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January 22, 2022

Students in instructor Wil Losch’s AP Government & Politics class listen as attorney Joshua Thompson, a 1998 graduate of RHS and the Director of Legal Operations at the Pacific Legal Foundation, shares his experience arguing a case before the U.S. Supreme Court. (Submitted photo)
Students in instructor Wil Losch’s AP Government & Politics class listen as attorney Joshua Thompson, a 1998 graduate of RHS and the Director of Legal Operations at the Pacific Legal Foundation, shares his experience arguing a case before the U.S. Supreme Court. (Submitted photo)
1/14/2022 5:29:00 AM
RHS students have virtual meeting with RHS alum who argued a case before the U.S. Supreme Court

Rhinelander High School students in AP Government & Politics recently hosted a virtual guest speaker who has the distinction of being the only person to have roamed the halls of RHS and argued a case before the U.S. Supreme Court.

Joshua Thompson, a 1998 RHS graduate, took the time to virtually visit his alma mater from his home in Sacramento, Calif. Thompson is the Director of Legal Operations at Pacific Legal Foundation, a non-profit legal organization. Like the more well-known American Civil Liberties Union, Pacific Legal Foundation is a private organization that works for the public interest, advocating advances in law consistent with protecting liberty. Pacific Legal Foundation's area of focus is on cases where individuals' liberties are threatened by government overreach.

Thompson successfully argued a case last year in front of the Supreme Court.

"Mr. Thompson shared a perspective of the processes and personalities of the justices that is hard to get from media or textbooks," course instructor Wil Losch said in a press release detailing the special visit. "For our students to visit with a Rhinelander 'kid' that went on to earn a Fulbright Scholarship in college, chase and land a dream job and then argue successfully before the U.S. Supreme Court is a chance to understand that they too are capable of making tremendous contributions."

Thompson's virtual visit supported the class' study in their final unit of the semester: Civil Rights & Civil Liberties and the work of the U.S. Supreme Court.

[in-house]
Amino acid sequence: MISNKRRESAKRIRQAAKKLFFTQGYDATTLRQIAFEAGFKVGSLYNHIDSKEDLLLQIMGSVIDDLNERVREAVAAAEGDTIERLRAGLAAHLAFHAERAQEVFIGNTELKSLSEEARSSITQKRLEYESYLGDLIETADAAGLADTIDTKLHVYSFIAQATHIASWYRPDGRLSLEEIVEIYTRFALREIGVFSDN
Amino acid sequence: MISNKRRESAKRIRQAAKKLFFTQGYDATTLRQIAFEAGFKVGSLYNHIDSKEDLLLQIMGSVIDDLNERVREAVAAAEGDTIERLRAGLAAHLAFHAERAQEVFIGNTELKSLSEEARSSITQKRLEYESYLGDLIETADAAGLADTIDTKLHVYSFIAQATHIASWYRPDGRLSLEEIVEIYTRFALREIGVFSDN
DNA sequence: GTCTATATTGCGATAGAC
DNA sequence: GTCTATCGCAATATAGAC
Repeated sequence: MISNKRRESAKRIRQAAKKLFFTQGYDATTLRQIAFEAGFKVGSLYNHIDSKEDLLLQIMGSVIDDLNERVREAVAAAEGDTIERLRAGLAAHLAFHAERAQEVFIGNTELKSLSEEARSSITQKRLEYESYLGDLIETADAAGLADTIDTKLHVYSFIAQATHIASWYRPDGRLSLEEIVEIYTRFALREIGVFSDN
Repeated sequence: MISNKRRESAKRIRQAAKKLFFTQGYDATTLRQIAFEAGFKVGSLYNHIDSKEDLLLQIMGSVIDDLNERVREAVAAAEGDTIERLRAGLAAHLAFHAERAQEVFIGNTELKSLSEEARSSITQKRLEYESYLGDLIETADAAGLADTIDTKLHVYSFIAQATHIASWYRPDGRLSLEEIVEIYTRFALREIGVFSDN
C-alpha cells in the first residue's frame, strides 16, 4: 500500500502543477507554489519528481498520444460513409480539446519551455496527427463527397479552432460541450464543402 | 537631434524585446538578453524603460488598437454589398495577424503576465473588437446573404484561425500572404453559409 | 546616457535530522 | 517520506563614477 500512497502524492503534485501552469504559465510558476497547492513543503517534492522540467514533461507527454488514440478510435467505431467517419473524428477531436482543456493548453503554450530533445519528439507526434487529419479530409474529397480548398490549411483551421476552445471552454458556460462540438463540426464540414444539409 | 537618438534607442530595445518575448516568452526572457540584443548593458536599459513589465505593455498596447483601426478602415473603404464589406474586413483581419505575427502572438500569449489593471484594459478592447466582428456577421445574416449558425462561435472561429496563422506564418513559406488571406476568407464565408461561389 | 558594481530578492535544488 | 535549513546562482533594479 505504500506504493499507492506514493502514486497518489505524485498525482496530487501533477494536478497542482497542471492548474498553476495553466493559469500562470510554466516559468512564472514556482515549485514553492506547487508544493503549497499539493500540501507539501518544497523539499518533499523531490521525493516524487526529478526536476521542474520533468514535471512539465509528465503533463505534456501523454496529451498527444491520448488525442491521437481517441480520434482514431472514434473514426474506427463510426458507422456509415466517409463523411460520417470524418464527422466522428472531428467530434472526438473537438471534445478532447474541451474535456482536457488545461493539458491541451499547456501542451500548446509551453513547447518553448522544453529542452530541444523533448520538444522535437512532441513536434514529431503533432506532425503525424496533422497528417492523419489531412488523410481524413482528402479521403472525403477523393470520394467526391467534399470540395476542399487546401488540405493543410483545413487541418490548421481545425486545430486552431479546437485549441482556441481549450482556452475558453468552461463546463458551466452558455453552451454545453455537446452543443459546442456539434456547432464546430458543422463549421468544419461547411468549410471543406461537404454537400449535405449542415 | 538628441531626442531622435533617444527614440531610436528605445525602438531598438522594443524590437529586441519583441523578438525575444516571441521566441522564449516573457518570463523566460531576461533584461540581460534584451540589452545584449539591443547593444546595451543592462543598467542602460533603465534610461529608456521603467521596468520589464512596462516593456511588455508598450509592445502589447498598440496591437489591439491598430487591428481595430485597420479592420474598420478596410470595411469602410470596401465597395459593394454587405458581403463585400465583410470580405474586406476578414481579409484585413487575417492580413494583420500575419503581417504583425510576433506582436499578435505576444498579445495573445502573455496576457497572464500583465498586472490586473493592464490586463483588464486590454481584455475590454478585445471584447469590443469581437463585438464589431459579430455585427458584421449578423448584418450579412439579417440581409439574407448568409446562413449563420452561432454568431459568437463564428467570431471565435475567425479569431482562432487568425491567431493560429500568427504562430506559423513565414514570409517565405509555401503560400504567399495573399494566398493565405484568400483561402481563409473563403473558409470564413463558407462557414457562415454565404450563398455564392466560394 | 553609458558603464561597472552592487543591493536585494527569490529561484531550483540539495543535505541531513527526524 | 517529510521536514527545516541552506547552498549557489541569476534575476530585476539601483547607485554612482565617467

"Mr. Thompson reinforced some key course concepts such as the role of the judiciary and judicial independence. He also helped us understand even more nuanced aspects about judicial philosophy, restraint, activism, and precedent," added Losch.

In a March 2021 interview with the River News, Thompson elaborated on the unique opportunity to argue before the highest court in the land.

"It is undoubtedly a career highlight," he said. "I think it's the goal of every attorney that comes to work here: to one day get a chance to argue before the Supreme Court. I'm getting to do it before my career switches roles... I'm very pleased that I get that chance, not everybody gets that opportunity."

The case, Cedar Point Nursery vs. Hassid, deals with a California regulation that allows union representatives to come onto the property of agricultural businesses to recruit union members for up to three hours a day, 120 days of the year without compensation for lost worker productivity.

In the case, Thompson and his Pacific Legal team represent both Cedar Point Nursery and Fowler Packing Company, two California growers that produce fruit for millions of Americans and collectively employ approximately 3,000 California residents.

The impetus for the case occurred in the fall of 2015 during Northern California's frenzied harvest season. Thompson and his team argued that Cedar Point employees were taken aback when union representatives came onto company property yelling into bullhorns and demanding the workers unionize. Similarly, union activities tried to storm Fowler Packing Company for three straight days, and when company owners consulted with authorities to end the harassment, they were shocked to find the union is legally authorized to trespass on their private property to recruit new union members.

The regulation, however, is an artifact of the days when farm workers had little access to media or other means of communication. Thompson argued that this is an infringement upon the rights of private property owners because unions today have a myriad of ways to contact workers without coming onto their employer's property. What's more, this regulation only applies in California and only to agricultural businesses.

In his virtual visit with Mr. Losch's class, Thompson touched upon aspects of other cases he and his colleagues are working on, from college admissions requirements to property rights. Students enrolled in AP Government & Politics get the opportunity to take a test in May that can earn them three college credits.

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